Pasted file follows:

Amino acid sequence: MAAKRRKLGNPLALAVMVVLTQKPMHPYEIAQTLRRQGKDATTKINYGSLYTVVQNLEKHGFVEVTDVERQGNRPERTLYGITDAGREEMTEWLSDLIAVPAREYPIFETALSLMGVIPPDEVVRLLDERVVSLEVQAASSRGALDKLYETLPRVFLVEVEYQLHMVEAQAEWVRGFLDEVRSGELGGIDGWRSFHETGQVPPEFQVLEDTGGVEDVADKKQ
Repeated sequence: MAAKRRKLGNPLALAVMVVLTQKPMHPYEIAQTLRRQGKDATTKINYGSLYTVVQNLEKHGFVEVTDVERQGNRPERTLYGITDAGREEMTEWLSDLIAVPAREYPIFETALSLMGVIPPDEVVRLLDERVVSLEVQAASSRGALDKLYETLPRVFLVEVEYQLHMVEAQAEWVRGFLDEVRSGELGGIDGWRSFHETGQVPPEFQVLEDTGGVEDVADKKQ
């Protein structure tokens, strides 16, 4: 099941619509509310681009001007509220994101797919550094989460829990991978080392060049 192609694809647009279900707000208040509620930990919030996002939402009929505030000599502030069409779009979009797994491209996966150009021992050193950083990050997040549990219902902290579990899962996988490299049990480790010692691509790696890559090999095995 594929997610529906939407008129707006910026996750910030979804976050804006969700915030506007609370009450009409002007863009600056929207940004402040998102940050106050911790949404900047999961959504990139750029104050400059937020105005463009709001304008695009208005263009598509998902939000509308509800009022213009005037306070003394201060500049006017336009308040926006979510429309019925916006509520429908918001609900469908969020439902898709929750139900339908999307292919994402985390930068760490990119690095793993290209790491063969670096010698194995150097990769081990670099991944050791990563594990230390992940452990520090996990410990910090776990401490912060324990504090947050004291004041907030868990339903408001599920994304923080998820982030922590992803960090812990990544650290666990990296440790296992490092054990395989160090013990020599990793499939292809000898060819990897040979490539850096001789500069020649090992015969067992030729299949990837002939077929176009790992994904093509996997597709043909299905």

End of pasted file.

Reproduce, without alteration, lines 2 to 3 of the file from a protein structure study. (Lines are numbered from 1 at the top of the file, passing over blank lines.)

Repeated sequence: MAAKRRKLGNPLALAVMVVLTQKPMHPYEIAQTLRRQGKDATTKINYGSLYTVVQNLEKHGFVEVTDVERQGNRPERTLYGITDAGREEMTEWLSDLIAVPAREYPIFETALSLMGVIPPDEVVRLLDERVVSLEVQAASSRGALDKLYETLPRVFLVEVEYQLHMVEAQAEWVRGFLDEVRSGELGGIDGWRSFHETGQVPPEFQVLEDTGGVEDVADKKQ
């Protein structure tokens, strides 16, 4: 099941619509509310681009001007509220994101797919550094989460829990991978080392060049 192609694809647009279900707000208040509620930990919030996002939402009929505030000599502030069409779009979009797994491209996966150009021992050193950083990050997040549990219902902290579990899962996988490299049990480790010692691509790696890559090999095995 594929997610529906939407008129707006910026996750910030979804976050804006969700915030506007609370009450009409002007863009600056929207940004402040998102940050106050911790949404900047999961959504990139750029104050400059937020105005463009709001304008695009208005263009598509998902939000509308509800009022213009005037306070003394201060500049006017336009308040926006979510429309019925916006509520429908918001609900469908969020439902898709929750139900339908999307292919994402985390930068760490990119690095793993290209790491063969670096010698194995150097990769081990670099991944050791990563594990230390992940452990520090996990410990910090776990401490912060324990504090947050004291004041907030868990339903408001599920994304923080998820982030922590992803960090812990990544650290666990990296440790296992490092054990395989160090013990020599990793499939292809000898060819990897040979490539850096001789500069020649090992015969067992030729299949990837002939077929176009790992994904093509996997597709043909299905």